Behind the brand: Huel, the rise of the plant-based food retailer

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Huel sold over 100 million meals just five years after launching. Photo: Huel
Huel sold over 100 million meals just five years after launching. Photo: Huel

“It’s a magical combination of nutrition and convenience,” Huel’s chief executive James McMaster says of the plant-based food firm, which last year topped £140m in revenue and follows surging UK and international growth attracting the likes of film star Idris Elba as investor.

Yet, the company’s success harks back to the early consumers who billed themselves as ‘Hueligans’ on online forums. “It caught like wildfire,” says McMaster. “We did things to allow it to happen, like referral offers for both customer and new consumer.”

Huel started in 2015 as a hobby by co-founder Julian Hern after selling his marketing business. Hern launched Huel as a lifestyle business from his garage, taking orders and working a few days a week and today remains its chief marketing officer.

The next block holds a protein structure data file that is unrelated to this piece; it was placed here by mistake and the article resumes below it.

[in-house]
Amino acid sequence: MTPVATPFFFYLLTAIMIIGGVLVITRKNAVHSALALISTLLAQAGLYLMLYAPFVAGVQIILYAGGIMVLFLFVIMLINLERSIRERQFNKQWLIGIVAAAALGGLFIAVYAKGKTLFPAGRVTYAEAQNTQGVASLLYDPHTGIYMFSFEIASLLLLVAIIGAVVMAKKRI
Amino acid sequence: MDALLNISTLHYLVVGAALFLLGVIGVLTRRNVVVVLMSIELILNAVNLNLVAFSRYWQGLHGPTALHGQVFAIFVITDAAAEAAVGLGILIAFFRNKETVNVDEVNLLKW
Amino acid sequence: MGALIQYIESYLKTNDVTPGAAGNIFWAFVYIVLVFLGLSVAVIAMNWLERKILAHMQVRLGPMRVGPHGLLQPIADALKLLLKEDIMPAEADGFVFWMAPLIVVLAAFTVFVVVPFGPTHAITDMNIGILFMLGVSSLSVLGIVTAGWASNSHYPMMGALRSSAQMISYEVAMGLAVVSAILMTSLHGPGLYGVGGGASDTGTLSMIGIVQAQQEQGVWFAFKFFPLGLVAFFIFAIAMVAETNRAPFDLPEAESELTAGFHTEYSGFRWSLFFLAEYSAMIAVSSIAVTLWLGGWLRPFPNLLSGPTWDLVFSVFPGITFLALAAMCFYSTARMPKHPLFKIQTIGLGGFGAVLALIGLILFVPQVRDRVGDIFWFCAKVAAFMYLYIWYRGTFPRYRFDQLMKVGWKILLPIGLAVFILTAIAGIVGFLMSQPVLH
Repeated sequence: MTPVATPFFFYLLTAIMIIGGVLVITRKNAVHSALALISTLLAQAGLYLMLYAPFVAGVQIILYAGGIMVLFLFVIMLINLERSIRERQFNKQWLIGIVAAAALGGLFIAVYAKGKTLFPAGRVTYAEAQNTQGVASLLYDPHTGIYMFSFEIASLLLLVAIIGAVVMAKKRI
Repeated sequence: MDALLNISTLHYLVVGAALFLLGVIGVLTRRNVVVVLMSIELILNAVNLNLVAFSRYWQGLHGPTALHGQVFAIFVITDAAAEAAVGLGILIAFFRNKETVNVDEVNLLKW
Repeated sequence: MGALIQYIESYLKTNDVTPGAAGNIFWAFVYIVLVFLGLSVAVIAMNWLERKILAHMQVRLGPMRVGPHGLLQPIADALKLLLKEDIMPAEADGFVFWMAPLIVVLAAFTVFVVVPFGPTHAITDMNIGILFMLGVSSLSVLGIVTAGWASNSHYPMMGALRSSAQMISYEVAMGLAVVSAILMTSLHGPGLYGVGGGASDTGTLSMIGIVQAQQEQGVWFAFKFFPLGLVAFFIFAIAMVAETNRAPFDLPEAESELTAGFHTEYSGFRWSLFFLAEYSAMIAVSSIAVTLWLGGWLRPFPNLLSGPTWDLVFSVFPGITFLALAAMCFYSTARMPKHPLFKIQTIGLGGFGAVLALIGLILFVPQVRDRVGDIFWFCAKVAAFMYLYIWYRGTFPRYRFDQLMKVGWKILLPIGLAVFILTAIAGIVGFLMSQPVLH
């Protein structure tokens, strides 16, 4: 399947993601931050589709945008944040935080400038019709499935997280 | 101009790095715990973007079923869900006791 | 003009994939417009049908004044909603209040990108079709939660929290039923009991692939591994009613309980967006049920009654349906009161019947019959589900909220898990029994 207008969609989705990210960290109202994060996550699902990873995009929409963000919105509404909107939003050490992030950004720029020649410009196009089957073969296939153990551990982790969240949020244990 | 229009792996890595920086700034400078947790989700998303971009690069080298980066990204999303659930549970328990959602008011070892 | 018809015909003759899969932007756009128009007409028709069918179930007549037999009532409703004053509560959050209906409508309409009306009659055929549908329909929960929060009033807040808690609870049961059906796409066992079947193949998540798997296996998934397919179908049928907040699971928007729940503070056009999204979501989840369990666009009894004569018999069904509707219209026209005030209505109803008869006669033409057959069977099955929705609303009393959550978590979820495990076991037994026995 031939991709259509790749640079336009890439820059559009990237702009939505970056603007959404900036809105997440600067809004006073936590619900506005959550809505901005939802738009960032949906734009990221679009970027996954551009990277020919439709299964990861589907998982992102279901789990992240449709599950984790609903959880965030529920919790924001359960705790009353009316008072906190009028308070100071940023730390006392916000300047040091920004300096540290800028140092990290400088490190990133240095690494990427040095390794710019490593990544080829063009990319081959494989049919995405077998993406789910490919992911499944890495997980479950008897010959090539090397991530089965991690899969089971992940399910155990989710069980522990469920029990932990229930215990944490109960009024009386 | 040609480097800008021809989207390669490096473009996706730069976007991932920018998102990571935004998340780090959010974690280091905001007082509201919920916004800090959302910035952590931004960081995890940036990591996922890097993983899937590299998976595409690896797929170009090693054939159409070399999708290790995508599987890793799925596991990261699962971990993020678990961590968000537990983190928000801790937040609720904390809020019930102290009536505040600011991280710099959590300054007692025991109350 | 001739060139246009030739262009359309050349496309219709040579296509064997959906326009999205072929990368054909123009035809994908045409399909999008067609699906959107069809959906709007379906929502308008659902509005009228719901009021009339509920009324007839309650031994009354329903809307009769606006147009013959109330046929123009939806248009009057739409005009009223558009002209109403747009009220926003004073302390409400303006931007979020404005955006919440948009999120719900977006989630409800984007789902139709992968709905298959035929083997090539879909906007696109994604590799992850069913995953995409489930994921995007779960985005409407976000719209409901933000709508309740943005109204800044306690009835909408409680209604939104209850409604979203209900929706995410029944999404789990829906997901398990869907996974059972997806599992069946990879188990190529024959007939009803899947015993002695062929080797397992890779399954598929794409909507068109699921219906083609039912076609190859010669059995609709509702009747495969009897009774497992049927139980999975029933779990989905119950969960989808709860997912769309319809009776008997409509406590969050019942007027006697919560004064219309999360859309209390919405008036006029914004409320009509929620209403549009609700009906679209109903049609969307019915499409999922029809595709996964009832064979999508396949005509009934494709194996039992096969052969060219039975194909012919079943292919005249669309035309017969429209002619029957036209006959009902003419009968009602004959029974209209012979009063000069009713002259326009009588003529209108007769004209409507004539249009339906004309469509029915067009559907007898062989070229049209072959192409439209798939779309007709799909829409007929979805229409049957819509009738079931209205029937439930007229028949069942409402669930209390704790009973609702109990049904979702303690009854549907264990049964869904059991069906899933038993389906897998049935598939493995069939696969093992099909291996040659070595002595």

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Three years later, after bootstrapping Huel to a £40m annual run rate, the company took £20m of investment from venture capital firm Highland Europe, valuing the company at £220m. Huel now has its main office in Hertfordshire, with 175 staff, while there are 25 employees in London, along with a tech team housed in Birmingham and offices globally.

McMaster joined two years into the fledgling venture. His career had largely spanned working with fast growth food and drink brands, running the children’s meals company Ella’s Kitchen, and Gu Desserts, having started out as a strategy consultant.

“There was something quite special about Huel, even back then, the look and feel, the logo, the Helvetica font, the simplicity, the minimalist approach to it,” he says.

McMaster had only heard about the brand only weeks before being approached by the company, when he saw a woman having it for lunch. “She had powder, scooped it out, added it to water and started shaking it,” he recalls. “I thought that was a bit different.